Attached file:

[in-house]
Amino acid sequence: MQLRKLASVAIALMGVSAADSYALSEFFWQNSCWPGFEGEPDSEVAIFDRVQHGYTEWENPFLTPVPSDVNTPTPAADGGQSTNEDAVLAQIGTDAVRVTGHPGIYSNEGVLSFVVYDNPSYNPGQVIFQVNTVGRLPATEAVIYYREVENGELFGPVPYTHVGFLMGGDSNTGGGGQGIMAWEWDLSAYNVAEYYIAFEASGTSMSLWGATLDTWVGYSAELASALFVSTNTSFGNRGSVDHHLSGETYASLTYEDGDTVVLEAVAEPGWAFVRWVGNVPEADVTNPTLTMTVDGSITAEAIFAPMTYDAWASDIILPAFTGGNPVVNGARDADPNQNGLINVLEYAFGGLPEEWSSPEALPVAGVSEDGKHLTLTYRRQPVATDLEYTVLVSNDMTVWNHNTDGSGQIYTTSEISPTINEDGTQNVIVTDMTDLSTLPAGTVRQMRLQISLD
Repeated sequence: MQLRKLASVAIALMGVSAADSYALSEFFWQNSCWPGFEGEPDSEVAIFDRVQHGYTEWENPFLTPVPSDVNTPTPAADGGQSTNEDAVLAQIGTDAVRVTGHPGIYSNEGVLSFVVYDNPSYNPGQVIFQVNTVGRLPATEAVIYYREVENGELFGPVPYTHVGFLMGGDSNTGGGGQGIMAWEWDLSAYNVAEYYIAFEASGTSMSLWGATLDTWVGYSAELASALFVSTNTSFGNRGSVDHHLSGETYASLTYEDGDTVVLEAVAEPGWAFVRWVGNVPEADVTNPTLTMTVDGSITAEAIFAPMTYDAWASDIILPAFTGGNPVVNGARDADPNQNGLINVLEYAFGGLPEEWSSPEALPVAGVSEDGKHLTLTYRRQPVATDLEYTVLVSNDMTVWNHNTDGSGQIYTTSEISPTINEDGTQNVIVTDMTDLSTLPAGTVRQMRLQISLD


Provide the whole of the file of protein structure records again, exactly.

[in-house]
Amino acid sequence: MQLRKLASVAIALMGVSAADSYALSEFFWQNSCWPGFEGEPDSEVAIFDRVQHGYTEWENPFLTPVPSDVNTPTPAADGGQSTNEDAVLAQIGTDAVRVTGHPGIYSNEGVLSFVVYDNPSYNPGQVIFQVNTVGRLPATEAVIYYREVENGELFGPVPYTHVGFLMGGDSNTGGGGQGIMAWEWDLSAYNVAEYYIAFEASGTSMSLWGATLDTWVGYSAELASALFVSTNTSFGNRGSVDHHLSGETYASLTYEDGDTVVLEAVAEPGWAFVRWVGNVPEADVTNPTLTMTVDGSITAEAIFAPMTYDAWASDIILPAFTGGNPVVNGARDADPNQNGLINVLEYAFGGLPEEWSSPEALPVAGVSEDGKHLTLTYRRQPVATDLEYTVLVSNDMTVWNHNTDGSGQIYTTSEISPTINEDGTQNVIVTDMTDLSTLPAGTVRQMRLQISLD
Repeated sequence: MQLRKLASVAIALMGVSAADSYALSEFFWQNSCWPGFEGEPDSEVAIFDRVQHGYTEWENPFLTPVPSDVNTPTPAADGGQSTNEDAVLAQIGTDAVRVTGHPGIYSNEGVLSFVVYDNPSYNPGQVIFQVNTVGRLPATEAVIYYREVENGELFGPVPYTHVGFLMGGDSNTGGGGQGIMAWEWDLSAYNVAEYYIAFEASGTSMSLWGATLDTWVGYSAELASALFVSTNTSFGNRGSVDHHLSGETYASLTYEDGDTVVLEAVAEPGWAFVRWVGNVPEADVTNPTLTMTVDGSITAEAIFAPMTYDAWASDIILPAFTGGNPVVNGARDADPNQNGLINVLEYAFGGLPEEWSSPEALPVAGVSEDGKHLTLTYRRQPVATDLEYTVLVSNDMTVWNHNTDGSGQIYTTSEISPTINEDGTQNVIVTDMTDLSTLPAGTVRQMRLQISLD